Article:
Japan Geoscience Union Meeting 2019

Presentation information

[E] Oral

H (Human Geosciences ) » H-TT Technology & Techniques

[H-TT18] Development and application of environmental traceability methods

Tue. May 28, 2019 10:45 AM - 12:15 PM 302 (3F)

convener:Ichiro Tayasu(Research Institute for Humanity and Nature), Nobuhito Ohte(Department of Social Informatics, Graduate School of Informatics, Kyoto University), Gabriel J Bowen(University of Utah), Chairperson:Gabriel Bowen(The University of Utah)

12:00 PM - 12:15 PM

[HTT18-11] Chemistry and sulfur and oxygen isotope ratios of sulfate ion of water soluble component of suspended particulate matter at Okayama city.

*Hitoshi CHIBA1, Tsubasa Yamamoto1 (1.Graduate School of Natural Science and Technology, Okayama University)

Keywords:Water soluble components of suspended particulate matter, Okayama, Sulfur isotope ratio of sulfate, Oxygen isotope ratio of sulfate

Suspended particulate matters (SPM and PM2.5) have been collected at Okayama University, Okayama city in order to elucidate their chemical nature, origin and relationship with sulfate ion in precipitation. SPM and PM2.5 were sampled once a month and duration of the sampling is 96 hours. Water soluble components of SPM and PM2.5 were extracted ultrasonically. Their chemical compositions were analyzed by ion chromatography and sulfur and oxygen isotope ratios were analyzed by EA-IRMS and TC/EA-IRMS, respectively.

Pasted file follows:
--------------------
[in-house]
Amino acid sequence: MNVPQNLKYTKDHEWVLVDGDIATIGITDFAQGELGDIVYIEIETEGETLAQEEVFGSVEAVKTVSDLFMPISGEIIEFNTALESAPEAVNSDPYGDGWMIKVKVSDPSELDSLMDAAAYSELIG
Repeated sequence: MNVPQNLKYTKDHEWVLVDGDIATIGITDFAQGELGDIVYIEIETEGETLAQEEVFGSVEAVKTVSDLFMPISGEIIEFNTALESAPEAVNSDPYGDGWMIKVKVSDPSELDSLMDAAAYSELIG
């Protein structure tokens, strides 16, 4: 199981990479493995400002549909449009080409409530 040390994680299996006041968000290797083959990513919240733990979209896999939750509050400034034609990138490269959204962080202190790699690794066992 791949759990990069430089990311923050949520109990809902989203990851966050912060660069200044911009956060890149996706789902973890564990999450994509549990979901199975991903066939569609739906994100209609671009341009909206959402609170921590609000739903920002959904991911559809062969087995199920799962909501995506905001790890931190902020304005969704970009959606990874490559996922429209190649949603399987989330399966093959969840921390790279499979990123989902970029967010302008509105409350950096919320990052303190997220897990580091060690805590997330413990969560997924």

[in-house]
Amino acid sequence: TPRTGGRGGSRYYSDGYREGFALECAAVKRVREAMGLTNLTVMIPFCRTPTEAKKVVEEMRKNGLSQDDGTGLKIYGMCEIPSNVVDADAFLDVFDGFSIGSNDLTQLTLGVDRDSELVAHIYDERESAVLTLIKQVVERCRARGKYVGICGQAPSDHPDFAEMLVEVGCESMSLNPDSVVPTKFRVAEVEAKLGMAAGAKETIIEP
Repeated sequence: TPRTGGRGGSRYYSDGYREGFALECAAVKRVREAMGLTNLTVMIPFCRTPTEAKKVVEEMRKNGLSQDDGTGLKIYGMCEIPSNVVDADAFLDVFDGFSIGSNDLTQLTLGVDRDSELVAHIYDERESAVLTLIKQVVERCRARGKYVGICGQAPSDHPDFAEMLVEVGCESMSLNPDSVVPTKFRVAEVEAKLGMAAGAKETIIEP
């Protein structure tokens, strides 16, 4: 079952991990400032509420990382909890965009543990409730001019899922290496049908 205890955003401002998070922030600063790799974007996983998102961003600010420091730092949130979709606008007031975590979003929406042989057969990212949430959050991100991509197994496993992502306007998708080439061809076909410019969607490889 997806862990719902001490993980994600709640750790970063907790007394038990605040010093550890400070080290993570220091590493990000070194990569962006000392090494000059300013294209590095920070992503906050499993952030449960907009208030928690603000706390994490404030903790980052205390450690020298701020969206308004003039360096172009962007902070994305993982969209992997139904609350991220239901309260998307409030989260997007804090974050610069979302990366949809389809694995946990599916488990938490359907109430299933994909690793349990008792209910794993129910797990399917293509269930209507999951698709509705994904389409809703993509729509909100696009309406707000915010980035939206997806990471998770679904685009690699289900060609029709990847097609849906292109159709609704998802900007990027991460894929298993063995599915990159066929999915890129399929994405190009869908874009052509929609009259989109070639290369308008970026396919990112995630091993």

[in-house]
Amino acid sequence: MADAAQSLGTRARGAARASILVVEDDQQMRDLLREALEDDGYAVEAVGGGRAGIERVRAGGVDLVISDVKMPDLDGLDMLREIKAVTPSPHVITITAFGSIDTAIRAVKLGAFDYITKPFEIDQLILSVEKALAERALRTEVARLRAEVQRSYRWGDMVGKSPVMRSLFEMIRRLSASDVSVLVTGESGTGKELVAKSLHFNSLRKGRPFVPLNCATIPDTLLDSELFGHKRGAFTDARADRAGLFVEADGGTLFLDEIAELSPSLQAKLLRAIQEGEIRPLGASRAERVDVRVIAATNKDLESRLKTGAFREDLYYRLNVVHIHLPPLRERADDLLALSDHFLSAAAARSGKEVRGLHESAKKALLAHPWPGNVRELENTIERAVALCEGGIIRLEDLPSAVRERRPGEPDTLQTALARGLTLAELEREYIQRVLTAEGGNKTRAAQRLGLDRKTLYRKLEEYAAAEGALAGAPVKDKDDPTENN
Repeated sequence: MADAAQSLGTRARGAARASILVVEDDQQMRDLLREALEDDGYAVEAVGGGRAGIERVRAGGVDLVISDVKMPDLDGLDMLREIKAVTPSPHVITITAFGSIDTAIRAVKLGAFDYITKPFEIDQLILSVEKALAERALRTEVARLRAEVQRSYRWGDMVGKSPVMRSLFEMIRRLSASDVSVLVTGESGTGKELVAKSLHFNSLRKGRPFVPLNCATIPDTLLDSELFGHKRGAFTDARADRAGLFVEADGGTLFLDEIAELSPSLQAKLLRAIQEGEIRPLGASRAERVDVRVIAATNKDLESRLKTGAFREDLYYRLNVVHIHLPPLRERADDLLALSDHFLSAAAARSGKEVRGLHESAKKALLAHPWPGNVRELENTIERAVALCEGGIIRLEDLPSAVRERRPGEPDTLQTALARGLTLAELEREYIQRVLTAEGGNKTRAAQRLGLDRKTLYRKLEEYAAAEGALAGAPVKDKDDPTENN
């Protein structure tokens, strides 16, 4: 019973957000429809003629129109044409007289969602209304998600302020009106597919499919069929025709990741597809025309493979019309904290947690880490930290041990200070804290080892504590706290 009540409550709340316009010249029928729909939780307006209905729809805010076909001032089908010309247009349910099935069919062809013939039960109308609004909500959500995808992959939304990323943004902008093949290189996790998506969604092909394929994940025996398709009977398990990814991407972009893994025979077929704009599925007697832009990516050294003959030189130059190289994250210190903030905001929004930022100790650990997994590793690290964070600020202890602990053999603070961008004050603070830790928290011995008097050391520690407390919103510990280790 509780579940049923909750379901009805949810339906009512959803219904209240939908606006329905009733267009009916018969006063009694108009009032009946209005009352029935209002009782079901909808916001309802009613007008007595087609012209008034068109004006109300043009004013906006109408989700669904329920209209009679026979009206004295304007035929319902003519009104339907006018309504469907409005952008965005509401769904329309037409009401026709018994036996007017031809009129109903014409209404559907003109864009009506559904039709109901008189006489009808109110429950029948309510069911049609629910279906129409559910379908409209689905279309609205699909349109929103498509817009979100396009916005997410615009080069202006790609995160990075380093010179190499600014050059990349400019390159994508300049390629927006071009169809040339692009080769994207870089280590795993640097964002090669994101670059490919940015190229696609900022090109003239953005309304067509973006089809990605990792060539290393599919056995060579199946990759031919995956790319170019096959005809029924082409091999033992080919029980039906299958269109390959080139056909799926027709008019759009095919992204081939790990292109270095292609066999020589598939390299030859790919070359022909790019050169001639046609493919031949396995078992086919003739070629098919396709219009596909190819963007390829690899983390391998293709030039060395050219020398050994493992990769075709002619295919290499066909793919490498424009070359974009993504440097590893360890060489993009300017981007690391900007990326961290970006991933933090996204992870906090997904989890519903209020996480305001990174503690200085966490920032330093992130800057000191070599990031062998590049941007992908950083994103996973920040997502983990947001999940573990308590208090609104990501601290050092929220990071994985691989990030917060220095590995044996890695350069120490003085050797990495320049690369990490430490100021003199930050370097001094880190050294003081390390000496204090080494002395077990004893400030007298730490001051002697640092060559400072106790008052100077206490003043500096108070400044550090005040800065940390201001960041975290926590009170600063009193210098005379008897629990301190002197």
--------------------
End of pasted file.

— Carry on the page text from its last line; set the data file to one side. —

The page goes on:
Soluble components of PM and PM2.5 are overwhelmingly composed NH4+ and SO42-, thus seems to be mainly (NH4)2SO4. There is no significant compositional difference in SPM and PM2.5.

Sulfur isotopic ratio of sulfate in water soluble components in SPM and PM2.5 at Okayama city is high in winter and low in other seasons, similar to nss-sulfate in precipitation. However, their sulfur isotope ratios in autumn and winter are 1 to 2‰ higher than those of nss-sulfate in precipitation. High sulfur isotope ratios in winter seem to be affected by sulfur compounds originated from coal combustion in China. However, they are clearly lower than those of sulfate in total suspended particulate matter in Beijing (Han et al., 2016) and indicate that, even in winter, contribution of sulfur originated from coal-combustion in China seems to be small at Okayama city and local source may mainly contribute to sulfate of suspended particulate matter. Furthermore, sulfur isotope ratios of nss-sulfate in PM2.5 at Niigata city (Inomata et al., 2016) agree generally with our data at Okayama city.

Oxygen isotope ratios of soluble components in SPM and PM2.5 seem to be high in winter. Oxygen isotope ratios of nss-sulfate of precipitation is also high in spring. However, the cause of this phenomena is not clear now.

Present data suggests that the direct contribution of trans-border transport of SPM and PM2.5 from China is limited at Okayama city and/or that sulfur and oxygen isotope signatures of sulfate in water soluble components of SPM and PM2.5 are greatly altered during transport from China to Okayama.